It’s a summer of Ironmen and Hulks (HULK…SMASH!!!), Batman and Jokers, but there is an extremely unlikely superhero hitting the theaters in the form of Will Smith as Hancock.
I say unlikely because we typically imagine our imaginary superheroes as, well, heroic. They wear super gear, rescue kittens from trees, and generally obey the law.
Hancock? Boozing and snoozing seem to be his primary motivations, he thinks superhero suits are ‘gay’, and you get the feeling he would chuck Fluffy up the tree rather than save it. And no, he doesn’t obey the law. In fact, a key part of the movie (which you see in the trailers) is his voluntary image improvement plan which involves spending time in prison.
Interesting plot design – wouldn’t you say? And I like how even though a jail couldn’t hold Hancock, he stays there anyway to ‘pay his dues’ so to speak. He voluntarily ends up where he should be in a world of choices and consequences.
And this got me thinking about paying dues – specifically the ones you and I will owe one day in the future. No, they are not financial; they are spiritual. Please allow me to explain.
One of Jesus’ disciples was a man named John. He was probably around 15-17 years old when he followed Christ for three years. After Jesus came back from the dead, John became one of the main leaders of the early church.
This got him into big trouble with the Christian haters of his day, so they boiled him in oil just to torture him. Somehow, he survived – so they banished him to a rocky island called Patmos. While he was there, God showed him a vision of how the world will end and what will happen to everyone at the end of this age. John wrote it all down in a book called Revelation – the last book in the Bible.
So back to paying dues – here’s what John witnessed in his vision of the future:
And I saw a great white throne and the one sitting on it. The earth and sky fled from his presence, but they found no place to hide. I saw the dead, both great and small, standing before God’s throne. And the books were opened, including the Book of Life. And the dead were judged according to what they had done, as recorded in the books. The sea gave up its dead, and death and the grave gave up their dead. And all were judged according to their deeds. Then death and the grave were thrown into the lake of fire. This lake of fire is the second death. And anyone whose name was not found recorded in the Book of Life was thrown into the lake of fire. (Revelation 20:11-15).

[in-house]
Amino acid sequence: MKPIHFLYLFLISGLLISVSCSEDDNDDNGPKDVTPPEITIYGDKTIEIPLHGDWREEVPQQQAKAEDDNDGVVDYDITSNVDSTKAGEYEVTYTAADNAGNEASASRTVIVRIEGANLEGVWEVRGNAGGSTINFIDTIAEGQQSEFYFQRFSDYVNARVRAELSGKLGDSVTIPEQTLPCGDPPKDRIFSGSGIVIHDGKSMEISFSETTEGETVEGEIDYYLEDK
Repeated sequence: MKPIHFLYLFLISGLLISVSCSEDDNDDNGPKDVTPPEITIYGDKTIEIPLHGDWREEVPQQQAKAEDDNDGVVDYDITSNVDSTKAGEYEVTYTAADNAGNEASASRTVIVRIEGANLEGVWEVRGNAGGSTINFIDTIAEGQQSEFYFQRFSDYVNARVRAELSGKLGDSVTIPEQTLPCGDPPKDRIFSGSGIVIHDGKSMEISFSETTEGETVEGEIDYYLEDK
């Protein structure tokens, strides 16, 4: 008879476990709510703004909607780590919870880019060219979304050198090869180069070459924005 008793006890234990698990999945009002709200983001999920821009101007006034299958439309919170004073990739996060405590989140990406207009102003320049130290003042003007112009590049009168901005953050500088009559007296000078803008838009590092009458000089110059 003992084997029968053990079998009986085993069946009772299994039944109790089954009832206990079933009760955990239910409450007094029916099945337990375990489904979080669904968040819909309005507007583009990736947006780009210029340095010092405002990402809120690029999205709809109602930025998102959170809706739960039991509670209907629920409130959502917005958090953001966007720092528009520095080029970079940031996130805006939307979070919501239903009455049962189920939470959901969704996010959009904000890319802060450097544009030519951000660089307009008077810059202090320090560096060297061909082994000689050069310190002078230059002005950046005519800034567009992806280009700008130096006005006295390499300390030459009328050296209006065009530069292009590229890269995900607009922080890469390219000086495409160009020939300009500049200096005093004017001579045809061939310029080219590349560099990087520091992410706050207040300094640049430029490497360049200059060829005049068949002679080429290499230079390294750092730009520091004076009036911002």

In my book – this is one of the most terrifying passages in all the Bible. You could try and pass it off as just symbolism, or perhaps the writings of a lunatic, but you would be crazy to do so. I say that because everything that has ever been predicted about the future in the Bible always came true. The rise and fall of empires, the specifics about Jesus Christ, and on and on. So why would this scenario not take place?
Here’s the thing. The Bible makes it clear that everyone who has lived, is living, or will live up to that day will be in this scene. First we will see a great white throne. The word ‘great’ here is ‘megas’ – emphasizing the enormous size of the throne that Jesus sits on. And the Jesus we see is not the meek and mild Savior. In this scenario He is the judge of the universe, and He is so frightening that everyone wants to get as far away from Him as possible.
But we can’t, and then it gets worse:
I saw the dead, both great and small, standing before God’s throne. And the books were opened, including the Book of Life. And the dead were judged according to what they had done, as recorded in the books. (Revelation 20:12-13).
What does it mean – the books were opened? According to Jewish tradition, one of the jobs that angels have is to write down human history – and also the deeds of people – the good, the bad, and the ugly.
Yep, I believe our lives are being recorded in Hi Def – and the playback with the payback is going down on Judgment Day.
But what about Christians? Aren’t we forgiven? Absolutely – when you trusted Christ, your name was written in The Book of Life – and your place in heaven is secure. Yet it still seems clear to me that our lives will be on display:
Nothing in all creation is hidden from God. Everything is naked and exposed before his eyes, and he is the one to whom we are accountable. (Hebrews 14:13).
Space doesn’t permit me to list out all the places in the Bible that talk about Judgment Day – but I want to challenge you with this question:
If you knew that every thought and action was being written down in a book that will one day be on display, would you live your life differently? I believe that we will all pay our dues one day – that’s why Paul addressed this subject as well:
So whether we are here in this body or away from this body, our goal is to please him. For we must all stand before Christ to be judged. We will each receive whatever we deserve for the good or evil we have done in this earthly body. (2 Corinthians 5:9-10).
Make it your goal to please Him, and you’ll be pleased when the ‘books’ are opened on Judgment Day.
Head: Judgment Day is real, and we will all really be there. Make it your goal to please God in everything you do.
Heart: How should we feel about this truth? Hmmm…maybe horrified, petrified, and stupefied? Sure, I know God loves me unconditionally, and I serve Him mostly out of love. But Jesus is *not* Mr. Rogers…and the fact that I have to give an account of my life to Him one day adds a definite element of fear in the mix as well. And folks, that’s a good thing.
Hands: Begin today with the goal to have the pages of your ‘book’ filled with material that you’ll be proud of on Judgment Day.
Lane Palmer serves as a writer for Dare 2 Share Ministries (D2S) in Arvada, Colorado, a ministry committed to energizing and equipping teenagers to know, live, share and own their faith in Jesus. For more information about D2S, please visit www.dare2share.org.